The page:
Making the business side work. There is so much detail that goes into promoting the finished product. That fills more hours in my week than making work.

What advice would you give your younger self?

Move forward with confidence. Trust that you will make good choices.

Anonymous at the Beach at TAG Gallery

Anonymous at the Beach at TAG Gallery

What do you do to keep yourself motivated and interested in your work?

Well, there’s always marijuana, that’s good for a deep dive into the world of computer art. But really, sometimes I just have to stop doing art so I can come back refreshed. And sometimes, getting involved in collaboration is just the kick I need to come at my work from a different angle. I also find that having a specific project or show to work on keeps me focused and on task.

What’s next for you in the future?

I have a solo show “Unspoken Word: BEYOND” at TAG Gallery all November. I’ll be in the gallery on Thursday and Saturday afternoons and will have an artist talk on November 18. Concurrently, I will have two videos at Gallery 825 in their Multiple Feeds show. In January, Shoebox Projects will be featuring my digital video explorations and will include an artist talk.

Brisk Morning in Patigonia with Bearded Iris

Brisk Morning in Patigonia with Bearded Iris


FiestaRosa

FiestaRosa


Portrait of Neil Brown at Start up art fair

Portrait of Neil Brown at Start up art fair


Metro-LA County Arboretum Project

Metro-LA County Arboretum Project


Vexilla still

Vexilla still


Video created for “Perceive Me”

Video created for “Perceive Me”

Author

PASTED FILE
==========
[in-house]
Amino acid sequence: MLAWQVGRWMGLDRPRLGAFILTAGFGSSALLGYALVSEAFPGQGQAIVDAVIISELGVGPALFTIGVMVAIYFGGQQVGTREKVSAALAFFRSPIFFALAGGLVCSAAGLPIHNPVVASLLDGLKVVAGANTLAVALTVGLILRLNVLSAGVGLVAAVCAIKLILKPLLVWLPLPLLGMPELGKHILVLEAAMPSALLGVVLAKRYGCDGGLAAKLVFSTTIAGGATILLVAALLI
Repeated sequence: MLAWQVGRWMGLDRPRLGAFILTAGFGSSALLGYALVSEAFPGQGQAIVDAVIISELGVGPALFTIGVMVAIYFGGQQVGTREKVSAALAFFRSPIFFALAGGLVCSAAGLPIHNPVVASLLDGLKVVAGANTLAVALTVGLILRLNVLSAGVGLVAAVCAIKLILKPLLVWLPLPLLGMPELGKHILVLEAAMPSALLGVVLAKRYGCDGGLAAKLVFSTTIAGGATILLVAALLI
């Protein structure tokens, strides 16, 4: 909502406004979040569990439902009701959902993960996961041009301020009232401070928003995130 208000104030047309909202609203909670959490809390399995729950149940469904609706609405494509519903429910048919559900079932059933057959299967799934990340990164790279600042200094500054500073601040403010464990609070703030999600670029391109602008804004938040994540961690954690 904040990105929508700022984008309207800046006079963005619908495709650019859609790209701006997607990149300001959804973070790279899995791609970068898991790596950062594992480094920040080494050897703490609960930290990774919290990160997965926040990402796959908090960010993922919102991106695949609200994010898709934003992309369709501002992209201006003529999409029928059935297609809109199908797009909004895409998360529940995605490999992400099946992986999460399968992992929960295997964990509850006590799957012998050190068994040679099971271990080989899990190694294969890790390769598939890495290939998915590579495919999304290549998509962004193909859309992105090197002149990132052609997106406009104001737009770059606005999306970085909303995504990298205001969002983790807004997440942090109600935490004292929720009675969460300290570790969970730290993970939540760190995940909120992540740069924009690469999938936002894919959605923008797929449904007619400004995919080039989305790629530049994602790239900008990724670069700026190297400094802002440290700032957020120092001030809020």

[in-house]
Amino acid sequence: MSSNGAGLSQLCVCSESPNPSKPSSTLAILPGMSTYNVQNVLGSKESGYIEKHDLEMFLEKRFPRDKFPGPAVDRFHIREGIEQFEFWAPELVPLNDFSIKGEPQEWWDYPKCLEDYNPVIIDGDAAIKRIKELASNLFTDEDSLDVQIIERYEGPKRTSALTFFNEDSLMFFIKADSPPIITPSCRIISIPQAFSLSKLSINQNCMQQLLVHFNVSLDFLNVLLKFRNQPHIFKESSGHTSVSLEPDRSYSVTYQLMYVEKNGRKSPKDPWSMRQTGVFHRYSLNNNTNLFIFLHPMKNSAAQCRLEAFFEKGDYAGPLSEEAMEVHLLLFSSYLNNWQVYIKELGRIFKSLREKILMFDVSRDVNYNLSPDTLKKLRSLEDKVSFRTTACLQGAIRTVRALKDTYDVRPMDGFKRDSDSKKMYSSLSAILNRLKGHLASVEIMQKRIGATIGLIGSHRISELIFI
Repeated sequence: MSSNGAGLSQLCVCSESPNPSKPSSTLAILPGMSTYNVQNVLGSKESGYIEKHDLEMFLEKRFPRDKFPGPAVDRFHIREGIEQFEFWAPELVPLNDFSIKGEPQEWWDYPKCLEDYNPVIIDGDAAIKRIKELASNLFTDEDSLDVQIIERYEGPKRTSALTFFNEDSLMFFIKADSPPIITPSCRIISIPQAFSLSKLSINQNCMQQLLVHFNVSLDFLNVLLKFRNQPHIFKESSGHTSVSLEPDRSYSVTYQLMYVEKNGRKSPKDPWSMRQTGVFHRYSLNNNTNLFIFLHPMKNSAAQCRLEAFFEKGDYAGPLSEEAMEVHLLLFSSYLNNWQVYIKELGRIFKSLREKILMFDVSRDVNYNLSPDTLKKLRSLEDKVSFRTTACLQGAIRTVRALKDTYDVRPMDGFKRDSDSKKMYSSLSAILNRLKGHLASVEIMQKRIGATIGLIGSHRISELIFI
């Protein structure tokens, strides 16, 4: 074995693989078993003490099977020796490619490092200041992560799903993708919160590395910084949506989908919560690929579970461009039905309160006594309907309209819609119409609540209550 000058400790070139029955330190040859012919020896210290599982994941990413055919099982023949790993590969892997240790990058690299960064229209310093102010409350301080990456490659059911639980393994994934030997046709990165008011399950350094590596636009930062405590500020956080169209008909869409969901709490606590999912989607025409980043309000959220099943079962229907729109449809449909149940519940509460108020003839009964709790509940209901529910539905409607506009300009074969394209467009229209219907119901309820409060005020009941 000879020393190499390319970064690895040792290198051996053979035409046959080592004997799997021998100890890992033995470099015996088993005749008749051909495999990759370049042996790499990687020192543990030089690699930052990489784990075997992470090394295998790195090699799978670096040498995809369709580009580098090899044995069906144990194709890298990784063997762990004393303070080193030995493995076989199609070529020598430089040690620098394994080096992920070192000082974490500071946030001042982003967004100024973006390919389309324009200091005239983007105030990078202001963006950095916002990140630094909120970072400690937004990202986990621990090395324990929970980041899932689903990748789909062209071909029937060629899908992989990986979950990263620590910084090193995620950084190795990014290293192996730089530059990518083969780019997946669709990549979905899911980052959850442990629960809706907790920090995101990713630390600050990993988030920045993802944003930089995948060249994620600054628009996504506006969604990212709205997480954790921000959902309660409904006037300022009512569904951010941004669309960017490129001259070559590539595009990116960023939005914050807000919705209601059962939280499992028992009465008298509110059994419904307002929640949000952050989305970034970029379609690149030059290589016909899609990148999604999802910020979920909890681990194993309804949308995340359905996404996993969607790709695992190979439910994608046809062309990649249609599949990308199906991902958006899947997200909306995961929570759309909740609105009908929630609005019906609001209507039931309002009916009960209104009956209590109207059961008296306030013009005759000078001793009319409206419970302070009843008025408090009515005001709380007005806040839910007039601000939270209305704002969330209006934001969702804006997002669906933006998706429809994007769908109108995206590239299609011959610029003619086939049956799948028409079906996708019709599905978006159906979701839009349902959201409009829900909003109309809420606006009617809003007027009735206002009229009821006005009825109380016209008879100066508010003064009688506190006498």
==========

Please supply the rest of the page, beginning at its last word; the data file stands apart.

Kristine Schomaker is a new media and performance artist, painter and art historian living and working at the Brewery artist complex in Los Angeles. For over 14 years she has been working with various interdisciplinary art forms including online virtual worlds to explore identity and the hybridization of digital media with the physical world. Whether virtual or physical, the object-based work Kristine creates combines elements of color-based gestural abstraction, animation, pattern and design, neo-Baroque and Populence. Using installation, text, photography, mixed media, video and performance for her ongoing conceptual project My Life as an Avatar, she visualizes a narrative/dialogue with her virtual persona, Gracie Kendal. Kristine then documents her experiences on her blog. In 2012, exploring ideas of community, Kristine turned a local gallery into a modern day creation of Gertrude Stein’s salon of the 1920’s with a live mixed-reality dinner party merging the physical world with the online virtual world. Over the summer she also performed The Bald and the Beautiful in which she had her head shaved as a statement to challenge society’s standards of beauty. Currently, Kristine is working as an Artist-in-Residence through the Linden Endowment for the Arts creating an immersive virtual environment which she is planning to bring into the physical world via sculpture/public art work.